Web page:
(This blog was originally posted on October 3, 2016)
|Photo by Sara Fogan|
On March 8, 2014 and March 9, 2014, I audited a dressage symposium at the Los Angeles Equestrian Center in Burbank, California. Charlotte Dujardin, the Olympic 2012 and 2016 Olympic British individual gold medalist in dressage and reigning world champion in the sport, was the featured clinician. She and her former trainer, International Grand Prix champion Judy Harvey, shared their expertise with six accomplished equestrians and their equally impressive horses to work through specific training issues. Following are more tips and training insights about what to look for in a young horse/competitive dressage prospect that Ms. Dujardin shared during these clinics, which you might find helpful too.
- There is a saying that practice makes perfect, but the truth is that perfect practice makes perfect performance. Bad habits form very easily, so it is important to do and teach your horse to do the movement right in the first place. Moral of the story: “Nine times out of 10, riders who do bad transitions at home will do bad transitions in a competition. Always practice doing good transitions,” Ms. Dujardin cautioned. “Do good transitions as if your life depended on it.”
- The Olympic champion emphasized the importance of using clear and natural aids when teaching transitions. “Lose the whip! The horse must know to go off the leg,” she said. “Soften your hands. You’ve got to let go and then press to get the other gears.”
- A common error/reaction when asking for a bigger stride or an up transition is to inadvertently shut down this process. “When you ask a horse to go [forward], let him go!” the Olympian encouraged. Whether you are doing up or down transitions, the horse must always be waiting for the rider’s instructions what to do next,
- If you hold the reins too tightly you are likely to make your horse tight and nervous, Ms. Dujardin said. “You should be able to relax your hands and the horse should be able to continue the movement without you holding her in,” You hold the horse with your seat and legs, not the reins, she said. Riders must also be careful not to shorten the neck too much when rounding the horse, she added. “He needs his neck for balance.”
- Keep your horse interested in his training by including hacks (trail rides) and a day completely off in a pasture. “It is very important for the horse to have time off/switch-off periods.” For example, the Grand Prix horses that Charlotte Dujardin trains typically go on 20-minute trail rides before spending 15 to 20 minutes warming up, followed by a schooling session. While older horses work for 40-45 minutes schooling session, the training repertoire for younger horses is considerably shorter: they work for a maximum of 30 minutes with plenty of walk breaks, she said.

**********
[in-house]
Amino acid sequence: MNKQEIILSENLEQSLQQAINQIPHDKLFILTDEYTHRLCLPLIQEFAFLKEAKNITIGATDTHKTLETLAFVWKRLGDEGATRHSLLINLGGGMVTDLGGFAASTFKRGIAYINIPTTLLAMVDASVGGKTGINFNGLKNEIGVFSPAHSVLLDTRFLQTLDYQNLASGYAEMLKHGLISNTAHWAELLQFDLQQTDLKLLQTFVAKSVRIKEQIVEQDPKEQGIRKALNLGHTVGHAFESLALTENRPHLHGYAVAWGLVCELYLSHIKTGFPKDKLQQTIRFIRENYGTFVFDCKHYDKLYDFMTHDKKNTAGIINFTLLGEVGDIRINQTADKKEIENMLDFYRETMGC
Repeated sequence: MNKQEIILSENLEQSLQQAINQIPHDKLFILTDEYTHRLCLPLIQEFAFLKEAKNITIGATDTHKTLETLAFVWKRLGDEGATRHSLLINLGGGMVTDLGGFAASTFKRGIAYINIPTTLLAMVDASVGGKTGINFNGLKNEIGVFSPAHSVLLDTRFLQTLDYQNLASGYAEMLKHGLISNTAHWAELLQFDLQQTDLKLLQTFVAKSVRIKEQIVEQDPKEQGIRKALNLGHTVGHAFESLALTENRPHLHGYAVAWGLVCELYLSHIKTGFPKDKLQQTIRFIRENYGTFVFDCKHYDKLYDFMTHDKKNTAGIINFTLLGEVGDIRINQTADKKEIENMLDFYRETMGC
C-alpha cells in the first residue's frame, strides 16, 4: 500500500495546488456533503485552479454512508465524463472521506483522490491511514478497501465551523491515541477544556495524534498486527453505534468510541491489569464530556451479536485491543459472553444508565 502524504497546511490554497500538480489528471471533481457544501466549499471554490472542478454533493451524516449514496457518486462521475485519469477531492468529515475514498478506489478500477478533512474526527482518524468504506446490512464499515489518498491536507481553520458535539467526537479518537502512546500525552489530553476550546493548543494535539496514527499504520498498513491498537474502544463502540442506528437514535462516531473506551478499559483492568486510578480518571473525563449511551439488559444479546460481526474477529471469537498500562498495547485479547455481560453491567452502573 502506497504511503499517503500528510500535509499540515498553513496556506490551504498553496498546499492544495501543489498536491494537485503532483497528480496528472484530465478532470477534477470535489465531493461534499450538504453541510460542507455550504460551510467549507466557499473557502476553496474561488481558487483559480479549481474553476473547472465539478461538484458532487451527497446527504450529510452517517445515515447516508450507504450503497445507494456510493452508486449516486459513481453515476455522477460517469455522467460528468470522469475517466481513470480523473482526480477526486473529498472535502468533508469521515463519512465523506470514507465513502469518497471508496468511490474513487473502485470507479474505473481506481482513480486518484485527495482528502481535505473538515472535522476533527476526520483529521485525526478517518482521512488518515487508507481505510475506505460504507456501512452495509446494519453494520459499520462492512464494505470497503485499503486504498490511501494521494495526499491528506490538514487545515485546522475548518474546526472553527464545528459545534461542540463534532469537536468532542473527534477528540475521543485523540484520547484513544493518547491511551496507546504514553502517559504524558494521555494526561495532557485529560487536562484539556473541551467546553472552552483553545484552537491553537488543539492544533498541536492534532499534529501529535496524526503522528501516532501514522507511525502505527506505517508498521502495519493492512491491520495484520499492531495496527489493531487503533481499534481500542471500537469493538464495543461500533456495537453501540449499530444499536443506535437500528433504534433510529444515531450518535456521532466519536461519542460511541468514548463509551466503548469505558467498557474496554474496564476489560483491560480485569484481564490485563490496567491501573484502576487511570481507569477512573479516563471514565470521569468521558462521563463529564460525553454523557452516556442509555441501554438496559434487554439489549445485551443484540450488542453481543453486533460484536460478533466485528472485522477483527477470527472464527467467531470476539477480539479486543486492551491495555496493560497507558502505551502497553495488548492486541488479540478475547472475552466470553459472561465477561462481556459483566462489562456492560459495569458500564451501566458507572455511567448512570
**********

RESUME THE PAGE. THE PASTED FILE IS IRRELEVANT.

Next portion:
- No matter what level you are training, always reward your horse for doing good work during his training. The reward for good collection work is a long rein so he can stretch his neck. “Be sure to reward the horse when he does something right or you will get a sour/unwilling horse,” she warned.
- If your horse is spooky, don’t make an issue about what is setting him off, Ms. Dujardin advised. Instead, “Ignore it and use leg-yielding into the object rather than away. If you beat the horse up for spooking at something, you give him more reason to avoid it.” Continue to practice riding a line toward the object that is acceptable to the horse so he can get used to what scared him until it is no longer an issue. “Over time, you build a bond with the horse and give him confidence to deal with whatever until eventually he will walk through fire for you. You know you have a real connection with your horse when you feel him relax under you when he was scared of something.”
- The horse needs to be in front of your leg to maintain suspension in the gait. “Rhythm and balance makes good movement,” she said.
- “Don’t punish a good horse by making him practice one movement over and over.”
- Think of the walk as a movement. It has a double co-efficient, after all! “It is equally important to work on the walk as any other gait. It is not a chance to goof off,” Ms. Dujardin said.
I will share more of her horse-training and riding suggestions in future blogs.
Sara R. Fogan, C.Ht. is a certified hypnotherapist based in Southern California. She graduated with honors from the Hypnosis Motivation Institute in 2005. For more information about Calminsense Hypnotherapy® and to set up an appointment, please visit http://www.calminsensehypnotherapy.com/.